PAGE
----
Note to doctors: Hello? Anybody there?

    <p>Note to doctors: Hello? Anybody there?</p>
    14 people are talking about this
    Community Voices

    Undiagnosed chronic illness and I need a wheelchair

    <p>Undiagnosed <a href=" illness" class="tm-embed-link  tm-autolink health-map" data-id="5b23ce6f00553f33fe98fe39" data-name="chronic illness" title="chronic illness" target="_blank">chronic illness</a> and I need a wheelchair</p>
    18 people are talking about this
    Community Voices

    Has anyone ever had this horrible experience I’m having with doctors that won’t take patients that are treatment-resistant with major depression?

    I’m fine and better without an antidepressant or all of the combos of antidepressants that I had tried.
    I can’t even safely take antidepressants because they actually made me actively suicidal in my early 40’s.

    But, I still have needed prescription sleeping pills to sleep even for 4 hours and I still have needed anxiety medication especially now while I watch my cat daughter, my only child, suffering most days and deteriorating from her very old age and her medication side effects for her scary hyperthyroid condition.

    But, I can’t get a new doctor to take me as a patient, and obviously, I do need one still, but the doctor I have been going to repeatedly and unmistakably treats me horrible -demeaning-laughing in my face about my disabilities, so I obviously can’t put myself through that with him any longer.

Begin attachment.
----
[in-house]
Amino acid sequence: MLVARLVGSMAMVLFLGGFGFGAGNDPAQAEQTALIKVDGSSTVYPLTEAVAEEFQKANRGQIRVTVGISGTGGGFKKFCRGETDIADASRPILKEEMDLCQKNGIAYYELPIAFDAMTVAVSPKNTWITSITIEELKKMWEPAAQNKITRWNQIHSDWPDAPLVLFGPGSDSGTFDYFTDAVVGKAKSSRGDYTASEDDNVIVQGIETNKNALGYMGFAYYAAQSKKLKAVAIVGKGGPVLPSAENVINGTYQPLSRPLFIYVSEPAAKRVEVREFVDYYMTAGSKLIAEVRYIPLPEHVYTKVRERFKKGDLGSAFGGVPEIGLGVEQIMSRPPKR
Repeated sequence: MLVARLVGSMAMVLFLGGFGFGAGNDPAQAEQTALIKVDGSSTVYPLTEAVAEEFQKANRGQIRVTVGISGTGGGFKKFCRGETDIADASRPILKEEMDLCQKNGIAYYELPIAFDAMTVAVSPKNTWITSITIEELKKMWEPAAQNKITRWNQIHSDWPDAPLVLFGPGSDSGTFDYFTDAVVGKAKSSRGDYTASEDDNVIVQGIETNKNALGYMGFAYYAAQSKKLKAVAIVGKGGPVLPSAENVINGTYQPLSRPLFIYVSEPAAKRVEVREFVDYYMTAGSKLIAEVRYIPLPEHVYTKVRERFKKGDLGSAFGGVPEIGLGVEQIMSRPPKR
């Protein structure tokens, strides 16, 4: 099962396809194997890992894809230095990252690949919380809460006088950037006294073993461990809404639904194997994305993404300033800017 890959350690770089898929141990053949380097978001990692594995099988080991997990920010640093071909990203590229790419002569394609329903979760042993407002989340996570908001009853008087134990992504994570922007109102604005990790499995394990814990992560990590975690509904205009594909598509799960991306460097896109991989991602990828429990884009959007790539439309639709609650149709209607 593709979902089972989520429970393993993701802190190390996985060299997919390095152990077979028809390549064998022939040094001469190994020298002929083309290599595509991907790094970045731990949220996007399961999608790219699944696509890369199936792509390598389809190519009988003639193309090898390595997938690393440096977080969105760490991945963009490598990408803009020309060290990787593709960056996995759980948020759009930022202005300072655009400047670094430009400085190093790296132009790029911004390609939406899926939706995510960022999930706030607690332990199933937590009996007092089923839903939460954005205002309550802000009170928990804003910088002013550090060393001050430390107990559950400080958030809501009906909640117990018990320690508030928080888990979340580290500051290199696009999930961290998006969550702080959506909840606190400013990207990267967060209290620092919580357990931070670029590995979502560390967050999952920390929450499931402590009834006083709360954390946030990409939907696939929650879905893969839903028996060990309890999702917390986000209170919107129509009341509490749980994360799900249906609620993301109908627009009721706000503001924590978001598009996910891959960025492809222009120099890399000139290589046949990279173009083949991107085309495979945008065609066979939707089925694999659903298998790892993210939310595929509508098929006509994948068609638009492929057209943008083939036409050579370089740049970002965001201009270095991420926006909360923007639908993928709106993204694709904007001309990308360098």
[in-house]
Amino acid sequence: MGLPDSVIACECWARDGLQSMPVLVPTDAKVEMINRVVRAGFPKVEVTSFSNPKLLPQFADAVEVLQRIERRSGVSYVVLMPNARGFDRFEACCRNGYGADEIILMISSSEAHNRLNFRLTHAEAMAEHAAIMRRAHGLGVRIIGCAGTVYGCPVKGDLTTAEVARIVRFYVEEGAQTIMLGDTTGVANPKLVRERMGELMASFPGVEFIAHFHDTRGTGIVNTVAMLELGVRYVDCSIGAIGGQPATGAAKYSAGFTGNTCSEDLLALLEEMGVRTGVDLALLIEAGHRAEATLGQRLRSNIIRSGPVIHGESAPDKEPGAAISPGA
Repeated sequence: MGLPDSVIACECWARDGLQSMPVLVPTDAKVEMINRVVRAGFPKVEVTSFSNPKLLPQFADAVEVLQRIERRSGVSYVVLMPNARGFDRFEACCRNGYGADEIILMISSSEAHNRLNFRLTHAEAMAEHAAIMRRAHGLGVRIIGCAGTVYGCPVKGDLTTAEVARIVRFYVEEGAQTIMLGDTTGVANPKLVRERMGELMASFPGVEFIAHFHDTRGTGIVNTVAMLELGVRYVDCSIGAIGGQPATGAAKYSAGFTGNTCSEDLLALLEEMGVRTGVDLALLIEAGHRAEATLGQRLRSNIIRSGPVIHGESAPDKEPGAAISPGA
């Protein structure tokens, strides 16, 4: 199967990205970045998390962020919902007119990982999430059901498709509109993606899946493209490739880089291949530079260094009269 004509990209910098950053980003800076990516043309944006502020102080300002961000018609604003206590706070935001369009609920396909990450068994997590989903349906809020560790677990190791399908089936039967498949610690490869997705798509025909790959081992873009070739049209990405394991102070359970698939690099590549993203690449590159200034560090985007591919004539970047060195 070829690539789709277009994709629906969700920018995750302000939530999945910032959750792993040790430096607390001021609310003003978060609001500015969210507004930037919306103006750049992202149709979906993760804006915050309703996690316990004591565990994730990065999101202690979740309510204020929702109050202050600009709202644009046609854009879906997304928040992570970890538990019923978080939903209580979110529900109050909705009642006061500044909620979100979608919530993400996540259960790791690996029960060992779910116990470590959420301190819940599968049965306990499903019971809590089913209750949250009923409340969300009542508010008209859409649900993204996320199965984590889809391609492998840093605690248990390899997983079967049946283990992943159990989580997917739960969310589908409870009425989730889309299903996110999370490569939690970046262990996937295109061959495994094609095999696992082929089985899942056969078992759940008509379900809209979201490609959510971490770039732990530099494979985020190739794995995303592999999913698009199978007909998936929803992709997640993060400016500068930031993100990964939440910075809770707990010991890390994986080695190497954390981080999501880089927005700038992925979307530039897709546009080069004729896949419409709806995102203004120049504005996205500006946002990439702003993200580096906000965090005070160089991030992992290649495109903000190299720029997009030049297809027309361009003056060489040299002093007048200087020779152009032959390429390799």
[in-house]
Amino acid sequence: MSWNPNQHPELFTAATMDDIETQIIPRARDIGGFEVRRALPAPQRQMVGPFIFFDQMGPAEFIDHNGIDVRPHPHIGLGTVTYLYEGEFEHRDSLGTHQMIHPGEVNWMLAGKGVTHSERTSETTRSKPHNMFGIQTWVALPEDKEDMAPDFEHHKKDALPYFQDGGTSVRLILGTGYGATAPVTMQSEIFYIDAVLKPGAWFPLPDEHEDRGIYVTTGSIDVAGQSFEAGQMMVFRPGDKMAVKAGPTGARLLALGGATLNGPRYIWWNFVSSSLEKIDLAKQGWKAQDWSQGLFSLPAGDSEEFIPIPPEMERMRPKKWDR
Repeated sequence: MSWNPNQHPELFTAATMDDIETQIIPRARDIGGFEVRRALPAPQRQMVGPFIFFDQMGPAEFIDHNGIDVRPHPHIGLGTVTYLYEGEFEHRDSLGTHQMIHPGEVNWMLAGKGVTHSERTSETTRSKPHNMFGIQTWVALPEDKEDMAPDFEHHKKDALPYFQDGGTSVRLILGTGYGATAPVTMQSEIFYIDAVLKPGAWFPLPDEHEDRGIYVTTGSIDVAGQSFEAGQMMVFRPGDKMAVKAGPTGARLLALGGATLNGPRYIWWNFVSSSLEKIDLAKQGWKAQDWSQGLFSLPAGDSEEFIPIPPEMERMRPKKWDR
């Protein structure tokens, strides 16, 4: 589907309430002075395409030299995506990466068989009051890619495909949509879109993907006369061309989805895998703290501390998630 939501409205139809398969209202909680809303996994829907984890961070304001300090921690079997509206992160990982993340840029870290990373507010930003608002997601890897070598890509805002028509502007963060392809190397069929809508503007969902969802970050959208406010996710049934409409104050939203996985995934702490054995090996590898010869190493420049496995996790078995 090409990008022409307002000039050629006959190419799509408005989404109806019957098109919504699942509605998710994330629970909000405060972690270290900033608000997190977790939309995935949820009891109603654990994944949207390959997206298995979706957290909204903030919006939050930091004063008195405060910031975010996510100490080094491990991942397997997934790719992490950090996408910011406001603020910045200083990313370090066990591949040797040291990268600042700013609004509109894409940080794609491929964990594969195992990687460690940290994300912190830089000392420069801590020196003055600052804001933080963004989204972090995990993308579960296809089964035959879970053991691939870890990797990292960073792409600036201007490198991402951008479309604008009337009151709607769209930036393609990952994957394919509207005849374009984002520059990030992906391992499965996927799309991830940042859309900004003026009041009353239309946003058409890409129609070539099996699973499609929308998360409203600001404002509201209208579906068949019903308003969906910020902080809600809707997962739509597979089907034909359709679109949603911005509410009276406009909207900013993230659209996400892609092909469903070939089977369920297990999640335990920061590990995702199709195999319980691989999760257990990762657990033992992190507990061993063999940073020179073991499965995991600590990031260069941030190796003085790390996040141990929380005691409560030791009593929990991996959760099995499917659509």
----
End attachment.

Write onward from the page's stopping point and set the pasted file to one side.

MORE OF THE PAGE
And to make matters even worse - when my current sleeping pill and anxiety pill prescriptions run out, I have had fear instilled in me by multiple doctors and my pharmacist that I will experience unbearable withdrawal symptoms for a very long time since they are both controlled substances that I was put on since 2019. And not one doctor wants to do their job and even monitor me as I come off of these medications. #Doctors #Psychiatrists #MedicalProfessionals #TreatmentresistantDepression #CheckInWithMe #MajorDepression #ChronicDepression #MajorDepressiveDisorder #Insomnia #Anxiety

    5 people are talking about this
    Community Voices

    Wellness Wednesday: Patient Rights

    <p>Wellness Wednesday: Patient Rights</p>
    Community Voices

    Serious Question

    So I have been learning about the brain and nervous systems in my anatomy class. There is a small part of the brain called the Medulla Oblongota. It is responsible for controlling and maintaining a healthy and normal heart rate, as well as other autonomic functions. I instantly looked up POTS and studies on the Medulla Oblongata. And there was absolutely NOTHING! There’s no way that I am the first person to have this thought. Has anyone had a doctor look into this? Any doctors here, please look into this. Is it a malformation? Is the electrical activity different?
    #AutonomicDysfunction #PosturalOrthostaticTachycardiaSyndrome #POTS #LivingWithPOTS #ChronicIlless #ChronicIllness #Doctors #MightyQuestions